(Note: if you go to the original link, there are some interesting sidebars that I didn't copy here.)
May 23, 2005
Obesity: An Overblown Epidemic?
A growing number of dissenting researchers accuse government and medical authorities--as well as the media--of misleading the public about the health consequences of rising body weights
By W. Wayt Gibbs
Could it be that excess fat is not, by itself, a serious health risk for the vast majority of people who are overweight or obese--categories that in the U.S. include about six of every 10 adults? Is it possible that urging the overweight or mildly obese to cut calories and lose weight may actually do more harm than good?
Such notions defy conventional wisdom that excess adiposity kills more than 300,000 Americans a year and that the gradual fattening of nations since the 1980s presages coming epidemics of diabetes, cardiovascular disease, cancer and a host of other medical consequences. Indeed, just this past March the New England Journal of Medicine presented a "Special Report," by S. Jay Olshansky, David B. Allison and others that seemed to confirm such fears. The authors asserted that because of the obesity epidemic, "the steady rise in life expectancy during the past two centuries may soon come to an end." Articles about the special report by the New York Times, the Washington Post and many other news outlets emphasized its forecast that obesity may shave up to five years off average life spans in coming decades.
And yet an increasing number of scholars have begun accusing obesity experts, public health officials and the media of exaggerating the health effects of the epidemic of overweight and obesity. The charges appear in a recent flurry of scholarly books, including The Obesity Myth, by Paul F. Campos (Gotham Books, 2004); The Obesity Epidemic: Science, Morality and Ideology, by Michael Gard and Jan Wright (Routledge, 2005); Obesity: The Making of an American Epidemic, by J. Eric Oliver (Oxford University Press, August 2005); and a book on popular misconceptions about diet and weight gain by Barry Glassner (to be published in 2006 by HarperCollins).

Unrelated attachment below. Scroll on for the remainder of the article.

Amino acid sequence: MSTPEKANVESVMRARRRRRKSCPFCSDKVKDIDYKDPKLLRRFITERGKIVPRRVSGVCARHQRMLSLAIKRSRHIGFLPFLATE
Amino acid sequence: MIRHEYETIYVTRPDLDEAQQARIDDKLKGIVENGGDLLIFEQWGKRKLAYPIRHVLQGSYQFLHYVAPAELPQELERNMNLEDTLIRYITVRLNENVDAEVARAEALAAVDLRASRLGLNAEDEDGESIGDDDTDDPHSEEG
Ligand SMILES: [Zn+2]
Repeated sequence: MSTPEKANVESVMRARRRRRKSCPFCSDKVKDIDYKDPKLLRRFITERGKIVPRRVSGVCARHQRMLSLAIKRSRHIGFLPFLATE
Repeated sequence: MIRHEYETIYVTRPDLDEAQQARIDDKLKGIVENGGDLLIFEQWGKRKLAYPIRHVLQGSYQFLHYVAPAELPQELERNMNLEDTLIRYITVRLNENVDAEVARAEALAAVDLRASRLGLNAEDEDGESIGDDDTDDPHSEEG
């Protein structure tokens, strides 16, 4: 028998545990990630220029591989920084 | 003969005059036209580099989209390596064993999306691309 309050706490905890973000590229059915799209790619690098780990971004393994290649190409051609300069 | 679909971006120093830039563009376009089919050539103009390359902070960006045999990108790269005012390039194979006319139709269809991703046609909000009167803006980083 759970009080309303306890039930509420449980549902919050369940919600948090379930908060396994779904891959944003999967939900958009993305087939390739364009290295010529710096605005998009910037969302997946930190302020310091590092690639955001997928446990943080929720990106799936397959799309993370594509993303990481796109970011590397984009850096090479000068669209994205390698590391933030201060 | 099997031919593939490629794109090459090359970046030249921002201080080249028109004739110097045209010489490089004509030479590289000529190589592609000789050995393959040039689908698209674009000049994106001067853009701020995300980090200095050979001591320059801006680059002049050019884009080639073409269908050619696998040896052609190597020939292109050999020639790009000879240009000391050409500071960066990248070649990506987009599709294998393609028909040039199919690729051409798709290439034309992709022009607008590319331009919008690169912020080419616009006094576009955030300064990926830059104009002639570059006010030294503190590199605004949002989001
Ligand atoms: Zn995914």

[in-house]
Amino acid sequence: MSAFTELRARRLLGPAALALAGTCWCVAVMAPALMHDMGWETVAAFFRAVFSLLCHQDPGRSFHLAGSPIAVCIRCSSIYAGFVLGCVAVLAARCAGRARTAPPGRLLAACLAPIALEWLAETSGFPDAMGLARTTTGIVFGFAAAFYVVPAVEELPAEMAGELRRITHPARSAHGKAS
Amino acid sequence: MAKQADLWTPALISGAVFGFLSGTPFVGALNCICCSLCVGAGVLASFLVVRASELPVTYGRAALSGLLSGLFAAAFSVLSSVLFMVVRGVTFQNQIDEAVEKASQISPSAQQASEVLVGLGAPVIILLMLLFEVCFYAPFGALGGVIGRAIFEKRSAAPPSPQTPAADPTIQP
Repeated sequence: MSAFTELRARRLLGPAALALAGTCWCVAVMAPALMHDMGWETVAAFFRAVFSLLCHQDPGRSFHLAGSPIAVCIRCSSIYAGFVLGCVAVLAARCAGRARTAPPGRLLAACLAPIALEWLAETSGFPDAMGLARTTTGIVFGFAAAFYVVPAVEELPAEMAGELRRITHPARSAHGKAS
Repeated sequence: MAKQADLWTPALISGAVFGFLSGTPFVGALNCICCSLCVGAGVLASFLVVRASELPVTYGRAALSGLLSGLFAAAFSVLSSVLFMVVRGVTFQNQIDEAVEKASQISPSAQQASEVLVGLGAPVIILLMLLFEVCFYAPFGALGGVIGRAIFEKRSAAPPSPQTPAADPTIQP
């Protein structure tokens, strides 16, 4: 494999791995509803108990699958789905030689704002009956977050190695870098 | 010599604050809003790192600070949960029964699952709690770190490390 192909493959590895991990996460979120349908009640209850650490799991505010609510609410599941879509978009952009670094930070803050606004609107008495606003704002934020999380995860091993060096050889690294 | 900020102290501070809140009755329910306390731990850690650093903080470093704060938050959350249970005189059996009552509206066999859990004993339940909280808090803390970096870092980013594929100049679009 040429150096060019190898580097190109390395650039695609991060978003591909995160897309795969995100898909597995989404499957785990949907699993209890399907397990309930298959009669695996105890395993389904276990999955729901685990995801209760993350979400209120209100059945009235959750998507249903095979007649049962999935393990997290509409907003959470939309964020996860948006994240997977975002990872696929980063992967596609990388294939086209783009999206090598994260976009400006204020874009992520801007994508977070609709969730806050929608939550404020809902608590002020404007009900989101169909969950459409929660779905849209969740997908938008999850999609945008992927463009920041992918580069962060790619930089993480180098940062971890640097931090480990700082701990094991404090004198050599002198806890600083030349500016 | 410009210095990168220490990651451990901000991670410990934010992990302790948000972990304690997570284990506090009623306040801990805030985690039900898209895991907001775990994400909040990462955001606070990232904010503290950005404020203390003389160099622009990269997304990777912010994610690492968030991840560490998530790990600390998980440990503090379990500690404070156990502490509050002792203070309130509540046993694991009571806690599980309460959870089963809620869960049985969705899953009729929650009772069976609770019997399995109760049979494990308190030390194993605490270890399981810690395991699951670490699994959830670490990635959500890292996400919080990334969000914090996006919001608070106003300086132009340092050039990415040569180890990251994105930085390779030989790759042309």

These critics, all academic researchers outside the medical community, do not dispute surveys that find the obese fraction of the population to have roughly doubled in the U.S. and many parts of Europe since 1980. And they acknowledge that obesity, especially in its extreme forms, does seem to be a factor in some illnesses and premature deaths.
They allege, however, that experts are blowing hot air when they warn that overweight and obesity are causing a massive, and worsening, health crisis. They scoff, for example, at the 2003 assertion by Julie L. Gerberding, director of the Centers for Disease Control and Prevention, that "if you looked at any epidemic--whether it's influenza or plague from the Middle Ages--they are not as serious as the epidemic of obesity in terms of the health impact on our country and our society." (An epidemic of influenza killed 40 million people worldwide between 1918 and 1919, including 675,000 in the U.S.)
What is really going on, asserts Oliver, a political scientist at the University of Chicago, is that "a relatively small group of scientists and doctors, many directly funded by the weight-loss industry, have created an arbitrary and unscientific definition of overweight and obesity. They have inflated claims and distorted statistics on the consequences of our growing weights, and they have largely ignored the complicated health realities associated with being fat."
The overweight segment of the "epidemic of overweight and obesity" is more likely reducing death rates than boosting them.
One of those complicated realities, concurs Campos, a professor of law at the University of Colorado at Boulder, is the widely accepted evidence that genetic differences account for 50 to 80 percent of the variation in fatness within a population. Because no safe and widely practical methods have been shown to induce long-term loss of more than about 5 percent of body weight, Campos says, "health authorities are giving people advice--maintain a body mass index in the 'healthy weight' range--that is literally impossible for many of them to follow." Body mass index, or BMI, is a weight-to-height ratio.